2 or 4-stroke

Discussion in 'Welcome to the World of Motorized Bicycles' started by jturn, May 16, 2010.

  1. Commander Billypool

    Commander Billypool New Member

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    Well these bikes are typical I'll post one I've yet to reassemble. These are neat engines but unless you have friends with knowing on them I'd suggest electric front hub kit if you don't want to waste your time tightening nut's bolts or replacing parts .
     
  2. Commander Billypool

    Commander Billypool New Member

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  3. Slogger

    Slogger Member

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    I like the cg engines. They slip into the frame, are narrow, light weight, easy to fix and cheap.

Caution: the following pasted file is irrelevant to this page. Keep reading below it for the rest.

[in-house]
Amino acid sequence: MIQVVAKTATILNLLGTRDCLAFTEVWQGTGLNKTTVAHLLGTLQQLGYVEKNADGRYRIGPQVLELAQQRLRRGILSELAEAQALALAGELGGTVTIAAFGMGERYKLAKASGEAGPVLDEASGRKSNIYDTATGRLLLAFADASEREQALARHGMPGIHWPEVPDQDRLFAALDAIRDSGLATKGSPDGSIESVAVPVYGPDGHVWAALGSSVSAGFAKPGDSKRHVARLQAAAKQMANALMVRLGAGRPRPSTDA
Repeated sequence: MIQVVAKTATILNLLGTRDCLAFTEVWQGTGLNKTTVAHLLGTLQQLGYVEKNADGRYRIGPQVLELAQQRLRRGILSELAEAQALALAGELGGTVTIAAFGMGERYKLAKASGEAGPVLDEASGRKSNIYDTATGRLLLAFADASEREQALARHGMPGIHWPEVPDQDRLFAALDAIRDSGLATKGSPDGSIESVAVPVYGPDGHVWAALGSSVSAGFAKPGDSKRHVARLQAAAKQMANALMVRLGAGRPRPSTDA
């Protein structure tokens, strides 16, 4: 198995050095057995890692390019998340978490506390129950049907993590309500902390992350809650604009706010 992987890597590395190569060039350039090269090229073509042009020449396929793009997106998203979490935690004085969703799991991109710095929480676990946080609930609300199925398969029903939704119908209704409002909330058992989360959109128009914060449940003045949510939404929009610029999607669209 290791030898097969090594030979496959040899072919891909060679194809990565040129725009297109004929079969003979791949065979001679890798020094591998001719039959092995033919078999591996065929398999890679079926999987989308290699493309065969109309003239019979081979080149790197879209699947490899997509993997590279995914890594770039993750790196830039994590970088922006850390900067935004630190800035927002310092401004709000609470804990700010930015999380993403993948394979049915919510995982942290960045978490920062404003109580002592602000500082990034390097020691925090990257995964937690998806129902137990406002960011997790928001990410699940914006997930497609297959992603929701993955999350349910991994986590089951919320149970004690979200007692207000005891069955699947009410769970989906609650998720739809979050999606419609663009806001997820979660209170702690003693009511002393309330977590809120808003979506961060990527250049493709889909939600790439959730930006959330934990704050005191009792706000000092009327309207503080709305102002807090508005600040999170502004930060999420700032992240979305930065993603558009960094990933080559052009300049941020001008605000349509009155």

To me the 4 strokes look like a lump, cost more, are heavier (counting their mounting plates), need wider cranks (don't they?) and use centrifugal clutches which I grew to hate as a kid on mini bikes.
    The 4 strokes also require a little more knowledge to work on, with their valve clearance adjustments and whatnot.
    The 2 strokes need mixed fuel and some people have problems with vibration loosening mounts and stuff. Mine hasn't had any problems so far.
    Runs great and gets better every ride. I did put a different ignition and carb, but that was a choice, not something it needed.
     
  4. scotto-

    scotto- Custom 4-Stroke Bike Builder

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    I still like my 4-Strokes a lot.....they're fast!

    [​IMG]

    :D
     
  5. dmb

    dmb New Member

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    yeah scotto, and if someone put a cr500 in a bike, you would be the first one to check out the brakes..... at speed of course. dennis
     
  6. scotto-

    scotto- Custom 4-Stroke Bike Builder